There is no proscenium curtain at the Pigott Theater on the Stanford University Campus. The 200 or so seats in this intimate theater look directly onto the stage. When I attended the Summer Theater 2011 production of Harold Pinter’s Old Times I was greeted by the immense facade of a 30-foot tall farmhouse. In front of the farmhouse on the dim stage was blocked out a sparse room containing only a dresser and two divans.
In the lowered stage lights, the room seemed to float above the stage on its 6 inch raised platform, to its right was another raised platform containing an armchair facing the audience and a side table. The coffee table is almost out of sight at the farthest edge of the left platform, away from the audience. Except for the dresser, this furniture is all called for in Pinter’s sparse, but effective, stage directions.
The play begins with a medley of music standards of the 30s and 40s: George Gershwin and Cole Porter. Anna, the surprise guest, appears at the left of the stage behind the farmhouse widow and slowly looks over the room. She moves to a second window, looks things over again, and then slowly walks into the room to position herself with her back to the audience looking out of the room.
Deeley, the host, silently enters the scene and walks across the stage to the armchair and sits. Kate, the hostess, enters and sits on the right divan, her divan, and says, reflectively, “Dark”. There is a long pause before Deeley responds. This is an upsetting and mysterious way to begin a play, but it is an attention grabber—the normally restless Stanford audience was quiet, and the play was off to a great start.
Pinter was born 10 October 1930, in Hackney, East London. His family was poor, with his father making his living as a ladies’ tailor. In 1939, at the start of the war in England, Pinter was taken from the city to the country. After the war, he was fined for refusing National Service as a conscientious objector. He remained an anti-war activist throughout his life.
Pinter studied at the Central School of Speech and Drama in London and worked in repertory theatre in Ireland and England. In 1958 he wrote the following:
“There are no hard distinctions between what is real and what is unreal, nor between what is true and what is false. A thing is not necessarily either true or false; it can be both true and false.”
In 2005, Harold Pinter was awarded the Nobel Prize for Literature. He died on December 24, 2008.
Once the actors are situated on stage, the play Old Times begins in earnest. Kate and Deeley begin by discussing Kate’s old friend Anna, who is coming to visit them. Kate volunteers reluctantly that Anna was her best friend, actually, her only friend. Deeley says he’s never met Anna, and is surprised to hear that Kate and Anna shared the same bedroom 20 years ago. Kate remembers that Anna occasionally stole her underwear.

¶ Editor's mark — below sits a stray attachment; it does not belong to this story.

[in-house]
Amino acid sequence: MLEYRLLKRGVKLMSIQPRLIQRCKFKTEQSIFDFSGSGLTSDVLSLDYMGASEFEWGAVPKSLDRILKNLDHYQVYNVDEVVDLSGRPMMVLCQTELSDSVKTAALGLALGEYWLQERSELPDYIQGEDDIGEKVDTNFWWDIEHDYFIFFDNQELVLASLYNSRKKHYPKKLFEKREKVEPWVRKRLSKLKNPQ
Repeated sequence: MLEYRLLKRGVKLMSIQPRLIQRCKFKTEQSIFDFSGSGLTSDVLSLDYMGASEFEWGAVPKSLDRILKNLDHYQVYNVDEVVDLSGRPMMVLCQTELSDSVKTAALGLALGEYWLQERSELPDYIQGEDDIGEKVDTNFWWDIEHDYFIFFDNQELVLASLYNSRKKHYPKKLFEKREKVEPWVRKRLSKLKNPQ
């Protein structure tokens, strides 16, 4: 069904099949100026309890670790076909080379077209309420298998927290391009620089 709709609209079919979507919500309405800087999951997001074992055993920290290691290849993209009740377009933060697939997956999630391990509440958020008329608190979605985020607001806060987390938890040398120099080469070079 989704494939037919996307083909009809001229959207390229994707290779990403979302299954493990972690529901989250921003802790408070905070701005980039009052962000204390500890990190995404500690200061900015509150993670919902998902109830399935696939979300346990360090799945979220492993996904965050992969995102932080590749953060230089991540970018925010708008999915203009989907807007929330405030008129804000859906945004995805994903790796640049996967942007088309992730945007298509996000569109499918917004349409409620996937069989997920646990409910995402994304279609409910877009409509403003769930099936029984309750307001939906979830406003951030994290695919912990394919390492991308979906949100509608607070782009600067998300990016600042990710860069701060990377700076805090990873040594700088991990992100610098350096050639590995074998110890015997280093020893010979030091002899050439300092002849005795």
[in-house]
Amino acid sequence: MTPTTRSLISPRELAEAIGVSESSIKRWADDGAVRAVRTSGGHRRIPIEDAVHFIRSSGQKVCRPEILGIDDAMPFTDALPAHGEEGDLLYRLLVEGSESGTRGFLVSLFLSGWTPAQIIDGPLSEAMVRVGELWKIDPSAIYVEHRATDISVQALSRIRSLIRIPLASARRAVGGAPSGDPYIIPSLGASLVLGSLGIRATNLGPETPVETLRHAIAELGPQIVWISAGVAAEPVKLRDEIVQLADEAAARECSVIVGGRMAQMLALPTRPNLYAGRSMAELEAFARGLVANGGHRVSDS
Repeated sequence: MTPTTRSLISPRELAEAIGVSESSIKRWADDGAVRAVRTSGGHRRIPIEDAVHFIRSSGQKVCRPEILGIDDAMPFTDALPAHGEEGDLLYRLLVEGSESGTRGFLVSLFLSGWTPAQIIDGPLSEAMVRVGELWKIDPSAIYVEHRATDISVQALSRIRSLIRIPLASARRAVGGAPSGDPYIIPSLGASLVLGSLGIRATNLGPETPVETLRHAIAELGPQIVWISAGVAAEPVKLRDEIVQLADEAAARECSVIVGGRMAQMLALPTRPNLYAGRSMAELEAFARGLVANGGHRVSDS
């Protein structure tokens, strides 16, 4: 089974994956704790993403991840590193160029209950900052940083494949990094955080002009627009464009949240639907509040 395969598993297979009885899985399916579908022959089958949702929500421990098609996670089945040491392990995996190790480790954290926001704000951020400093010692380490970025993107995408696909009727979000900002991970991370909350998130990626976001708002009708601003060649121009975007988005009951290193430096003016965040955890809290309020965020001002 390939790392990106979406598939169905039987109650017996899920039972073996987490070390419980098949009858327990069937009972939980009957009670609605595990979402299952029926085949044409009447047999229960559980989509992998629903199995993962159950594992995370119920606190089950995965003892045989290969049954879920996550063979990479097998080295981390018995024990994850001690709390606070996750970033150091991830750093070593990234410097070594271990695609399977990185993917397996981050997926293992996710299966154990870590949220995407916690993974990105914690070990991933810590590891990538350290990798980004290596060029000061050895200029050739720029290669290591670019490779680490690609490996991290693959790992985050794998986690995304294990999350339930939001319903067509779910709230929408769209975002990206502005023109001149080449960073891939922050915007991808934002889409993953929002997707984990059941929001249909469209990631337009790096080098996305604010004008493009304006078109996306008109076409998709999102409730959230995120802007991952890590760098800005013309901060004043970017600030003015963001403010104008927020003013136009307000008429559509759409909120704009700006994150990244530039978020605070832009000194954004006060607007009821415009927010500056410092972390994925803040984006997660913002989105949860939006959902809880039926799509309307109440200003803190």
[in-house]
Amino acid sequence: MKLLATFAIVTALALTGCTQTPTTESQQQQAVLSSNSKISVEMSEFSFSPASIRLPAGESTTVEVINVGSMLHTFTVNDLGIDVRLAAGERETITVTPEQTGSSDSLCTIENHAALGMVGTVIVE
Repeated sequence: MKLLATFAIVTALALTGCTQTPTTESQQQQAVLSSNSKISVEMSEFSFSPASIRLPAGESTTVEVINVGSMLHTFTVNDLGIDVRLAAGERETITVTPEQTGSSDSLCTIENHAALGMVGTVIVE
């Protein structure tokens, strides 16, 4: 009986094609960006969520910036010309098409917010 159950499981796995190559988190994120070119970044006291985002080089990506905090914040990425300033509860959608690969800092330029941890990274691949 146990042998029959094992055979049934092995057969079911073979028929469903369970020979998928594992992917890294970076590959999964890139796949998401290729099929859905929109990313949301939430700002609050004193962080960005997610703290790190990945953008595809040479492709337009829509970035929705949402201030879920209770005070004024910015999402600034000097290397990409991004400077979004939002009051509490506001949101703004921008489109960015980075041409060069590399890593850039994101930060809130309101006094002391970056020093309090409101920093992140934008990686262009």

When Kate punched the word underwear, the audience chuckled, releasing the tension that had been building. Anna, who has been a silent presence, then turned from the window, took a seat on the second divan, her divan, and the audience seemed to anticipate her opening lines; the play was off to a good start.
Anna’s opening speech evokes memories of the time that she shared with Kate:
ANNA: Queuing all night, the rain, do you remember? My goodness, the Albert Hall, Covent Garden, what did we eat? To look back, half the night, to do things we loved, we were young then of course, but what stamina, and to work in the morning, and to a concert or the opera, or the ballet, that night, you haven’t forgotten? …
[That world,] does it still exist I wonder? Do you know? Can you tell me?
DEELEY: We rarely get to London.
(Kate stands, goes to a small table and pours coffee from a pot.)
KATE: Yes, I remember.
The contest between Anna and Deeley for Kate’s attention has begun. Round One goes to Anna, but the play has only just started.
Harold Pinter was a trained actor, and he played the roll of Deeley at The American Theater, USA in October 1985, and at the Henry Fonda Theater in November 1985. The other actors were Liv Ullmann as Anna and Nicola Pagett as Kate. ACT in San Francisco staged Old Times in 1998 with Graham Beckel as Deeley, Michelle Morain as Kate and Pamela Reed as Anna. (An extensive list of productions and reviews of performances is online at the Harold Pinter Organization web site.)
Jeffrey Bihr directed the Stanford production, with Rush Rehm, Artistic Director of Stanford Summer Theater, as Deeley and Courtney Walsh and Cristina Anselmo sharing the rolls of Kate and Anna (they alternate roles on successive nights). Performances continue throughout July at Pigott Theater. This is an excellent opportunity to watch these veteran actors tackle this difficult and challenging play. They give an honest rendering of Pinter’s work as he wrote it—leaving the interpretation of the ambiguities inherent in the Pinter play to the theatergoer.
If you go to a Sunday matinee performance you can stay for a discussion with the actors. Yes!
Day 60: Old Times, Harold Pinter (1971).